4.7 By 2030, ensure that all learners acquire the knowledge and skills needed to promote sustainable development, including, among others, through education for sustainable development and sustainable lifestyles

It will also mean that communities may have a greater preparedness to benefit from SDG 7

 

SDG 7 Ensure access to affordable, reliable, sustainable and modern energy for all

The proportion of the world’s population with access to clean fuels and technologies for cooking increased from 51 per cent in 2000 to 58 per cent in 2014, although there has been limited progress since 2010. The absolute number of people relying on polluting fuels and technologies for cooking, such as solid fuels and kerosene, however, has actually increased, reaching an estimated three billion people. Limited progress since 2010 falls substantially short of global population growth and is almost exclusively confined to urban areas.

FRESH AIR is working with colleagues in Masindi, Uganda, and EnDev to test the implementation of cleaner cookstoves, and to reduce reliance on wood and kerosene.  In the Kyrgyz Republic we are exploring what is possible and affordable to reduce reliance on the use of animal dung as the fuel for cooking and heating in the Highlands. In Crete, the challenge is the return to use of wood-burning stoves in financially austere times.  The challenges in rural Vietnam are being mapped out in site visits now.  By helping communities understand the health problems associated with the fuels they use, and connecting with schemes aiming to address SDG 7, FRESH AIR will help prepare communities to benefit from other SD7 interventions. In particular:

7.1 By 2030, ensure universal access to affordable, reliable and modern energy services

And by using reliable, modern energy services, there may be an impact on SDG 15 where wood is the preferred fuel:

SDG 15 Life on Land
Protect, restore and promote sustainable use of terrestrial ecosystems, sustainably manage forests, combat desertification, and halt and reverse land degradation and halt biodiversity loss.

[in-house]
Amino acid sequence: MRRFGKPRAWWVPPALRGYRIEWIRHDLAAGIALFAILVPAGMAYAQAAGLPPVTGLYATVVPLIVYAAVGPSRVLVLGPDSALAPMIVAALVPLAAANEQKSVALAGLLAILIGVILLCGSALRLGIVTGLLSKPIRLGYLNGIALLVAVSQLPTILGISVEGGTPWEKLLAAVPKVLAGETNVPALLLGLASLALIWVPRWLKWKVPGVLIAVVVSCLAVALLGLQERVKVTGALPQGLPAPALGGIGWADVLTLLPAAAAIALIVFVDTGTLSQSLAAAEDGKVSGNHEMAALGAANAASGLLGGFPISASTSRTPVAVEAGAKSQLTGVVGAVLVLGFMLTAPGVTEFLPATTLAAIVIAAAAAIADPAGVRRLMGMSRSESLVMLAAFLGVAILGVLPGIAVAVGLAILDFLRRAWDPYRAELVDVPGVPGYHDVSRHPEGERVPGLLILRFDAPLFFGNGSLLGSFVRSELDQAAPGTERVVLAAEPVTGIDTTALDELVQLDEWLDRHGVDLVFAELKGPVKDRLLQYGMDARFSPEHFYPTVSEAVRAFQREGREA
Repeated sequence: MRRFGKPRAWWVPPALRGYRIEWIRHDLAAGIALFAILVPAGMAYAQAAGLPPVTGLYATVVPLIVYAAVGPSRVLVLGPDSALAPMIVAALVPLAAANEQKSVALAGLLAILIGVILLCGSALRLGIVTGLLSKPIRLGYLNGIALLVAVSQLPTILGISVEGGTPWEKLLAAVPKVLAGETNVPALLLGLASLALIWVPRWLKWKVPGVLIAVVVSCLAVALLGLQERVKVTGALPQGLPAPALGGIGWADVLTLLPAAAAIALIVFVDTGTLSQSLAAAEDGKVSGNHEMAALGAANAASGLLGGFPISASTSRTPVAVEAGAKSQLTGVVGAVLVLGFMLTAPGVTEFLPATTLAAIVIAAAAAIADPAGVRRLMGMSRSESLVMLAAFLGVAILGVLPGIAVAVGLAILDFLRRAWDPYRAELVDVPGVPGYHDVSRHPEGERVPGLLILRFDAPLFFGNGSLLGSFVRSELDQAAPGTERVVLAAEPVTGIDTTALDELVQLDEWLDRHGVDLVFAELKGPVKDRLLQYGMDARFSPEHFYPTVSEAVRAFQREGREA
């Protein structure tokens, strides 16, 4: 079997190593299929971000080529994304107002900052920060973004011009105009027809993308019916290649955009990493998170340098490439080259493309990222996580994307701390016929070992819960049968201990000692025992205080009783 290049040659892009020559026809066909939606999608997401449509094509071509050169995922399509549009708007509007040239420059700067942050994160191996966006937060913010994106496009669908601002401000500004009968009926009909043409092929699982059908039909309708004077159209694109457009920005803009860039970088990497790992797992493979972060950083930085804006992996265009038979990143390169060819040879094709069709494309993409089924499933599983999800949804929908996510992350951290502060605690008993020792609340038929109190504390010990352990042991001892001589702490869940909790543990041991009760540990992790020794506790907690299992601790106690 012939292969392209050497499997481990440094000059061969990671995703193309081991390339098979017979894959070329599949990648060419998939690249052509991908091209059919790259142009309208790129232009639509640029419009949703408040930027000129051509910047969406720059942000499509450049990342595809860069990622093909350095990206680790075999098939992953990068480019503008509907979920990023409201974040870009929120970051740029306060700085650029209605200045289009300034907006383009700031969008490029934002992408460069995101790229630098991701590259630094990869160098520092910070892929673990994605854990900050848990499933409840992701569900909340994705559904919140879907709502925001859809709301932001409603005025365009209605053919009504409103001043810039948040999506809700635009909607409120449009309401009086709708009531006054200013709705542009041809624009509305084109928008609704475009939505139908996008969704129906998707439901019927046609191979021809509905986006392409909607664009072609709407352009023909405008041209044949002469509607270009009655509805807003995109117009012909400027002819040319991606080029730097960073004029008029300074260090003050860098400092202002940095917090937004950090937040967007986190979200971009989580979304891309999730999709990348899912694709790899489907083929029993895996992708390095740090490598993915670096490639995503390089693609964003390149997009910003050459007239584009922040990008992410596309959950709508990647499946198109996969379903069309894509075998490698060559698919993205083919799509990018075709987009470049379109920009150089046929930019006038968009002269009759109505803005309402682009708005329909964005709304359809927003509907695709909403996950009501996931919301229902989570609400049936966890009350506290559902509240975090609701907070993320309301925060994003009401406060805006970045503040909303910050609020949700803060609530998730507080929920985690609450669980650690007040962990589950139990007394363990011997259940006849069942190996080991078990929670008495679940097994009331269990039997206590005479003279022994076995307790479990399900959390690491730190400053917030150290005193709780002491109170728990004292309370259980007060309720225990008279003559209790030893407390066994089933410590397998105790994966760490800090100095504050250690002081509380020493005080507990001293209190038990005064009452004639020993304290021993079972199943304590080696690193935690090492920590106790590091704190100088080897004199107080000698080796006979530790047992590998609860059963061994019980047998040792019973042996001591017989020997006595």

15.2 By 2020, promote the implementation of sustainable management of all types of forests, halt deforestation, restore degraded forests and substantially increase afforestation and reforestation globally

 

For more on the SDGs go to the UN website.

 

Siân Williams,

Executive Officer, IPCRG

1 Comment

  1. Thanks Sian,

    FRESH AIR has opened my eyes to treating both the roots of illness and its social context. The roots may be biomass smoke exposure, especially in children and pregnant women; or smoking and how poverty interacts with health. If you are ill with CRD you cannot perform the activities needed to sustain a family an the implications are dire, if you are poor you have to use wood fires in small spaces, burn kerosene lamps with thick black smoke..... The time taken to get that wood is time wasted when food can be grown, paid work done, children educated etc. 

    Doctors tend to focus on the lungs in CRD, but the wider issues are what cases the harm-

    • social stigma for people with persistent cough leading to depression and deterioration
    • the vicious circle: breathlessness- inactivity - deconditioning means progressive loss of functional ability, increased dependence and less money and food. less food means weaker muscles etc
    • wasted money on ineffective treatments are particular sad- cough medicines, antibiotics and other unproven or toxic treatments

    Its a big job changing attitudes, but when you see the impact pulmonary rehab has on people who deteriorating fast, who get their lives back, we know there is hope. Hope from the wider perspective of medicine, not the narrow prism of medication.